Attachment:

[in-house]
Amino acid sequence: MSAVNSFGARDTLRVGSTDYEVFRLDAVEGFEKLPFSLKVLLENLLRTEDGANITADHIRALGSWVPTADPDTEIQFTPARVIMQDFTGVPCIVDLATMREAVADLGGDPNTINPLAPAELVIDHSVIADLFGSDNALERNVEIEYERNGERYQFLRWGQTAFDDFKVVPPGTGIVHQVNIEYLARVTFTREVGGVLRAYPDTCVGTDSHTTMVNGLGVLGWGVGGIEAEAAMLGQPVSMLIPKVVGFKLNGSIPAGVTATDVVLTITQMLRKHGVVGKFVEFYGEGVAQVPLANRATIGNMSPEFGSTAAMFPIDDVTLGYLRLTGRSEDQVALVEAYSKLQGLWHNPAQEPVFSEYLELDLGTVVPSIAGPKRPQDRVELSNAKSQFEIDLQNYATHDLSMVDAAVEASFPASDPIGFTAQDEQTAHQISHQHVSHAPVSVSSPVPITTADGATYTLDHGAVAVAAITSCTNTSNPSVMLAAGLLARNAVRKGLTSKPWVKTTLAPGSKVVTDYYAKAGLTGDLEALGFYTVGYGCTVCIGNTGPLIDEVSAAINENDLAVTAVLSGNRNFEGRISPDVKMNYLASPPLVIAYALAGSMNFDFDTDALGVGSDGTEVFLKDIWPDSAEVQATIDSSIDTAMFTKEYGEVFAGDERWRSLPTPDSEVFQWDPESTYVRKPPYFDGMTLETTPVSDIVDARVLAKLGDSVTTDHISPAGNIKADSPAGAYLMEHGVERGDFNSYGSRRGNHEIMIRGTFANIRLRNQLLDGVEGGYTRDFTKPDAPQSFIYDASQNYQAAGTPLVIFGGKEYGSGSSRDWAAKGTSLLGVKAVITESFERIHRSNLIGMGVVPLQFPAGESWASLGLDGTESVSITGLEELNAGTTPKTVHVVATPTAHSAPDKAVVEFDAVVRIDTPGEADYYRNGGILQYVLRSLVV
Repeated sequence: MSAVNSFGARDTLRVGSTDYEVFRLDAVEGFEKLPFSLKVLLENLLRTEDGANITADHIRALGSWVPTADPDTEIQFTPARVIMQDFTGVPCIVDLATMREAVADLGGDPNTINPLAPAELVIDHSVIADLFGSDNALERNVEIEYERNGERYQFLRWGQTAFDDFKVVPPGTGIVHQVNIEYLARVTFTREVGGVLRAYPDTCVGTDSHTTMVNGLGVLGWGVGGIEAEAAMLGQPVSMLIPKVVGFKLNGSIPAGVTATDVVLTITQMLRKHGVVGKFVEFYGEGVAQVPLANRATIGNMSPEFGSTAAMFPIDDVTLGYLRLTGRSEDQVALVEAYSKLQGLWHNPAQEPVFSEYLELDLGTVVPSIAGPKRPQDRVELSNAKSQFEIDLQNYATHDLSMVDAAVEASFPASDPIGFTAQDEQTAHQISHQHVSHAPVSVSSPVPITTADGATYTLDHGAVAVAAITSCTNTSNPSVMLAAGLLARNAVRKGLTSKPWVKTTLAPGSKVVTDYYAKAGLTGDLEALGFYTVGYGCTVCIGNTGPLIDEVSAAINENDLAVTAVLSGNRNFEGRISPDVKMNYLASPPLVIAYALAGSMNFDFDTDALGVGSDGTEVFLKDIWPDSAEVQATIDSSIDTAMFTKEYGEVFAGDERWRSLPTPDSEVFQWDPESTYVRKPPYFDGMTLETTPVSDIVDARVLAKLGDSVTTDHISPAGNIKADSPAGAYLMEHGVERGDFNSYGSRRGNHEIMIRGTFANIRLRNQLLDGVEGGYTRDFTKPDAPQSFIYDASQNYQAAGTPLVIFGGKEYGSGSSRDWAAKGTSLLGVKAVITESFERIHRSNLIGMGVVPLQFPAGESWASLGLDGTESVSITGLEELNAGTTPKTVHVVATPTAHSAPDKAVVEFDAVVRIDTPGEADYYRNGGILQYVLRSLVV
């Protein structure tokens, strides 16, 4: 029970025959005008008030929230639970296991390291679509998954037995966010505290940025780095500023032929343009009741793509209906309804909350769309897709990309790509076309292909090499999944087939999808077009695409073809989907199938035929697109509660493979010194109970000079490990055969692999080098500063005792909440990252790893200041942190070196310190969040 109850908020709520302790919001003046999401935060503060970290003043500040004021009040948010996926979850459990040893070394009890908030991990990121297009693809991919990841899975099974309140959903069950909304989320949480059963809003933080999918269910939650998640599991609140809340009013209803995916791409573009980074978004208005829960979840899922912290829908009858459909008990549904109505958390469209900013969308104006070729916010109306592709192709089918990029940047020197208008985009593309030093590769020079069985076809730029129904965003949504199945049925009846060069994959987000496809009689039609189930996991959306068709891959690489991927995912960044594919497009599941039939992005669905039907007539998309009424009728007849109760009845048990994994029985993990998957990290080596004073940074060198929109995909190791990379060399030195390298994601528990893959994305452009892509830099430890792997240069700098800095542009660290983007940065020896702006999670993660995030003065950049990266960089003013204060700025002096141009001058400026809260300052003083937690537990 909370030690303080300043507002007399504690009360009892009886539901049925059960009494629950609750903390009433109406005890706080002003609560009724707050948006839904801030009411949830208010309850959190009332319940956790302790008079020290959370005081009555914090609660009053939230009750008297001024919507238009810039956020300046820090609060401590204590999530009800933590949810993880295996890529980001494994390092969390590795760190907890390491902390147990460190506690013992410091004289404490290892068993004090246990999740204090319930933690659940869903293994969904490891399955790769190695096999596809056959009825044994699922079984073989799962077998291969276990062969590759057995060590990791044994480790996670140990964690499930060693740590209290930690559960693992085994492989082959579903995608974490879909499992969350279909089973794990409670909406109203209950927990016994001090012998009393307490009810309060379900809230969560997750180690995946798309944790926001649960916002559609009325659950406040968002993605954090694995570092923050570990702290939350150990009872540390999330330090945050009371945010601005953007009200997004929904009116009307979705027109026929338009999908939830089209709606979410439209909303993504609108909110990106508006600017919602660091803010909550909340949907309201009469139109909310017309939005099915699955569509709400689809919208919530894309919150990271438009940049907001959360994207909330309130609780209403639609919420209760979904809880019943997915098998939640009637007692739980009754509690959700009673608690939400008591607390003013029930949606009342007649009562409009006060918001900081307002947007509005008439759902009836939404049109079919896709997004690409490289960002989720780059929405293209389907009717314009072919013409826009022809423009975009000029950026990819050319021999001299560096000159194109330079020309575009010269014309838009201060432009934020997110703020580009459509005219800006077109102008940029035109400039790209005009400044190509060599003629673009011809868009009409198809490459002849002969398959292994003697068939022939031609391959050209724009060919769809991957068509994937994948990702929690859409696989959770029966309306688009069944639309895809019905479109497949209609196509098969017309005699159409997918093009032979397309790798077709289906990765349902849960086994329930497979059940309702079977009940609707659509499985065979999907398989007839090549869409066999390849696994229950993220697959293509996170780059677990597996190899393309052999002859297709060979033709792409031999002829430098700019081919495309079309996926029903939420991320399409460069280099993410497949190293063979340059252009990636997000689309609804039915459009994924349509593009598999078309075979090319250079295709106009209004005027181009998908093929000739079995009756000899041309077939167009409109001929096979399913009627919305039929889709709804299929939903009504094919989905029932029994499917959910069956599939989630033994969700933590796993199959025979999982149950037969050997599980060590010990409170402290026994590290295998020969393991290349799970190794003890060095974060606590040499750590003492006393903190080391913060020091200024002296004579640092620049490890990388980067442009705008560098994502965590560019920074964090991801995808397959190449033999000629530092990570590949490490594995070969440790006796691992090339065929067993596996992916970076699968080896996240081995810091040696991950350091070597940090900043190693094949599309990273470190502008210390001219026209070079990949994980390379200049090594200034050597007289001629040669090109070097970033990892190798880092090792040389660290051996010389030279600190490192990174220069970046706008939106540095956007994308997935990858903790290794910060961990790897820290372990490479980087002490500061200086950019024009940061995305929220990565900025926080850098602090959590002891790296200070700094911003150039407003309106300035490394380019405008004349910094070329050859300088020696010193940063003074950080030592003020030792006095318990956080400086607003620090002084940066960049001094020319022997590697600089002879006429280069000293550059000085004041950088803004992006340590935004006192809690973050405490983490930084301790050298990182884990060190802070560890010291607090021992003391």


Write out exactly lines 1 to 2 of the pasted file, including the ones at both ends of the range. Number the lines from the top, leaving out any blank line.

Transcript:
[in-house]
Amino acid sequence: MSAVNSFGARDTLRVGSTDYEVFRLDAVEGFEKLPFSLKVLLENLLRTEDGANITADHIRALGSWVPTADPDTEIQFTPARVIMQDFTGVPCIVDLATMREAVADLGGDPNTINPLAPAELVIDHSVIADLFGSDNALERNVEIEYERNGERYQFLRWGQTAFDDFKVVPPGTGIVHQVNIEYLARVTFTREVGGVLRAYPDTCVGTDSHTTMVNGLGVLGWGVGGIEAEAAMLGQPVSMLIPKVVGFKLNGSIPAGVTATDVVLTITQMLRKHGVVGKFVEFYGEGVAQVPLANRATIGNMSPEFGSTAAMFPIDDVTLGYLRLTGRSEDQVALVEAYSKLQGLWHNPAQEPVFSEYLELDLGTVVPSIAGPKRPQDRVELSNAKSQFEIDLQNYATHDLSMVDAAVEASFPASDPIGFTAQDEQTAHQISHQHVSHAPVSVSSPVPITTADGATYTLDHGAVAVAAITSCTNTSNPSVMLAAGLLARNAVRKGLTSKPWVKTTLAPGSKVVTDYYAKAGLTGDLEALGFYTVGYGCTVCIGNTGPLIDEVSAAINENDLAVTAVLSGNRNFEGRISPDVKMNYLASPPLVIAYALAGSMNFDFDTDALGVGSDGTEVFLKDIWPDSAEVQATIDSSIDTAMFTKEYGEVFAGDERWRSLPTPDSEVFQWDPESTYVRKPPYFDGMTLETTPVSDIVDARVLAKLGDSVTTDHISPAGNIKADSPAGAYLMEHGVERGDFNSYGSRRGNHEIMIRGTFANIRLRNQLLDGVEGGYTRDFTKPDAPQSFIYDASQNYQAAGTPLVIFGGKEYGSGSSRDWAAKGTSLLGVKAVITESFERIHRSNLIGMGVVPLQFPAGESWASLGLDGTESVSITGLEELNAGTTPKTVHVVATPTAHSAPDKAVVEFDAVVRIDTPGEADYYRNGGILQYVLRSLVV